I didn’t have my camera around for lunch. It consisted of an overwhelming spread of fish and curry dishes, boiled crabs, salads and of course cassava. I think that we each had 3 plates. Then it was time for desert and kava. Mélanie and I excused ourselves and went back to Bodhran to change out of our grubby sailing clothes and to grab the camera and instruments. We got back just in time to sit under the mango tree and get the party going.

I brought in a bunch of “pop-its” that I had left over from Diwali. The kids found it to be great fun exploding these on the back of their Uncle Johnny. Johnny is the definite black sheep of the family. Very entertaining, but he doesn’t work and spends a lot of his time scamming off everyone in the bay, so even Jack’s wife Sofie got into the game of blasting him with “pop-its.”

Went the sun got too low, we shifted from the mango tree to the almond tree for shade, but the grog party went on all night. We pulled into Viani Bay without expectation and ended up having a Christmas celebration that I’ll never forget and making lots of friends that we’ve been hanging out with for a week now.

We stayed in the anchorage off Francis’ house for 3 days. We’d go in for tea from time to time, but mostly we hung out on the boat with Jack and Sofie’s daughter Elizabeth and her husband Tukana. Tukes is the family’s singer and guitar player who takes Fijian culture very seriously. I left my spare guitar on the beach for him for the three days and you could hear it being played all day long. Naturally Tukana and I hit it off, but it was Elizabeth who adopted us. She came out and spent the better part of two days hanging out on Bodhran snorkeling, fishing and carrying on. She brought us out buckets full of hermit crabs for bait and even baited our hooks for us. Of course all the catch ended up going back to the house.

On the 4th morning, Tukana and Elizabeth were heading back across the bay to Jack’s house. Jack has a couple of moorings that he put in for yachties. We figured that would be a better place to hang out, so Tukes and Elizabeth came on board and drove us over. The next day we had a pizza party and then decided to go out trolling on the outer reef. Jack joined us on Bodhran and took the helm. We had three lines out, but didn’t get a single bite.

The next day we had Jack’s whole family out for a shopping run over to Taveuni. We were running a bit low on fresh stuff and wanted another try at a fish. The morning was flat calm. Jack took the helm and steered close to a number of bombies, but we still didn’t have any luck. We anchored off Waiyevo and took a cab to the MH in Somosomo to buy groceries. We had quite an entourage with us for whole shopping trip.

It took 3 trips in the dinghy to get the groceries and Fisher’s back on the boat. The wind was up and we sailed off the anchor. We had a rousing good sail with Jack steering the whole way back. The wind was blowing 15-20 knots slightly ahead of the beam as we blasted across Somosome Strait at almost 7 knots. Sofie would whoop with glee every time the boat heeled over. Still we had no bites until Mélanie pulled in the handline and found a small barracuda on the end. Once we were off Jack’s place we finally started the motor and picked up a mooring.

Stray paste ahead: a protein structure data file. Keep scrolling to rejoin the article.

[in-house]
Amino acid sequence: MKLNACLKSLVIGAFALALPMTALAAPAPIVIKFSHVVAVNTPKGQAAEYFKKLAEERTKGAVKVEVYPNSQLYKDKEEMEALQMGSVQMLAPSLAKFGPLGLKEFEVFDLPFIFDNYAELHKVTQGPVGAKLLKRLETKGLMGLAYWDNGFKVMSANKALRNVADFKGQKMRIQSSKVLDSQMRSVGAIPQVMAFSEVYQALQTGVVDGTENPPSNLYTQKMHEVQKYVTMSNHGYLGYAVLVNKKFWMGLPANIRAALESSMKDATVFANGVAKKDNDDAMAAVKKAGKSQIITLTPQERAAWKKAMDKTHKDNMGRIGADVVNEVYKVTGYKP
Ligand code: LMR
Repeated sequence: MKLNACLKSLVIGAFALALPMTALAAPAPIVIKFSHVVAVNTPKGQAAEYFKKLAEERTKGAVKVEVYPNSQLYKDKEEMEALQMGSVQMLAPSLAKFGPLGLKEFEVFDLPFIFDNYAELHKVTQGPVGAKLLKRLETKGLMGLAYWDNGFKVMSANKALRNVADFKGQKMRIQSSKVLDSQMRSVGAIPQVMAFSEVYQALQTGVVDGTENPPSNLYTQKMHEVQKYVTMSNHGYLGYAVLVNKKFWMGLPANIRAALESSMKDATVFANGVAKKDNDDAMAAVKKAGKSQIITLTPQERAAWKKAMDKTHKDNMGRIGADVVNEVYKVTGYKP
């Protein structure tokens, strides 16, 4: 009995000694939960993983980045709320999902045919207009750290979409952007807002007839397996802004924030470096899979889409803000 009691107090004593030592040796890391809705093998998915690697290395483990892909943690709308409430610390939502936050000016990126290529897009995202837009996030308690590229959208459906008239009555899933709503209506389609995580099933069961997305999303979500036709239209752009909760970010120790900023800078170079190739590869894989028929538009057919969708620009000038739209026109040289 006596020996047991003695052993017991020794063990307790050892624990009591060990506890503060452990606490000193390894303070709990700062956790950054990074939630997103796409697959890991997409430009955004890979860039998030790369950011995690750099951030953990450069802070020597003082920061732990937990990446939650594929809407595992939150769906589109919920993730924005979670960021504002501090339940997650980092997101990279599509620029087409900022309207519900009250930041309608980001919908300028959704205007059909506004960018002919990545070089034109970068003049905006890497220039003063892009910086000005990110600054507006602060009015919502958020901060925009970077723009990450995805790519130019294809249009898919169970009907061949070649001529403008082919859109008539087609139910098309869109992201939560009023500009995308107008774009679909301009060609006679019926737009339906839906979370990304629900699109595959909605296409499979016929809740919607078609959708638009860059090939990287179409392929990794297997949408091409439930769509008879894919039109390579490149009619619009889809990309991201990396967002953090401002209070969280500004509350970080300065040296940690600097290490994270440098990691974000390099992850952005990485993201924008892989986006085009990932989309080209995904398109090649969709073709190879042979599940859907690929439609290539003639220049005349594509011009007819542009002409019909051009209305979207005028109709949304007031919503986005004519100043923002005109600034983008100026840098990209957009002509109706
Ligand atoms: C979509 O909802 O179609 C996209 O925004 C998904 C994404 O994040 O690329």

That was New Years Eve. Both Mélanie and I had been feeling sick for a few days. We wrestled with going into the village for New Years or not. Reluctantly I took the skiff in to tell Elizabeth that we were going to bail. She met me on the beach and immediately asked if we wanted to have Tukes and her back out on the boat for a tanoa or two. This seemed like a much better plan. As it turned out, the village New Years Eve celebration consisted of 2 hours of church until midnight. Mélanie and I were both pretty happy we missed that one.

The real party was on New Years Day. The tradition is to douse people with water or even better pick them up and throw them in the water. This helps wash away the old year and bring in the new. We missed the morning mass dunking of people on the beach, but went in for lunch. The massive lunch was followed with a procession from the neighboring village women. They came marching through the village wearing makeup and their sunday finest, banging on pots and pans. The women from this village then proceeded to douse them with buckets and pans of water, including one filled with curry stained dirty dishwater. Waste not, want not.

We then settled into the familiar kava/music session under a mango tree. Like so many other places that I go in Fiji, there were plenty of musicians, but no instruments. So my uke and two guitars were passed around until it was time for the women to all leave for their own wetting at the other village. A bunch set out on foot for the 2 mile walk. Mélanie joined the crew that went by boat a short time later. I thought it best to leave the women to their business and stick around the village with the fellas.

I moved from the kava session to the volleyball court. I got in 4 good games, winning two and losing two, but burned the crap out of my feet on the black sand. It was hot enough to give me blisters on both feet. I had to bow out of the volleyball game. It was OK, the fellas were more impressed with my camera skills than my skills on the court.

We left at sunset after a nice swim and freshwater shower. The forecast is for no wind for the foreseeable future, so my next blog post might be from Viani Bay as well.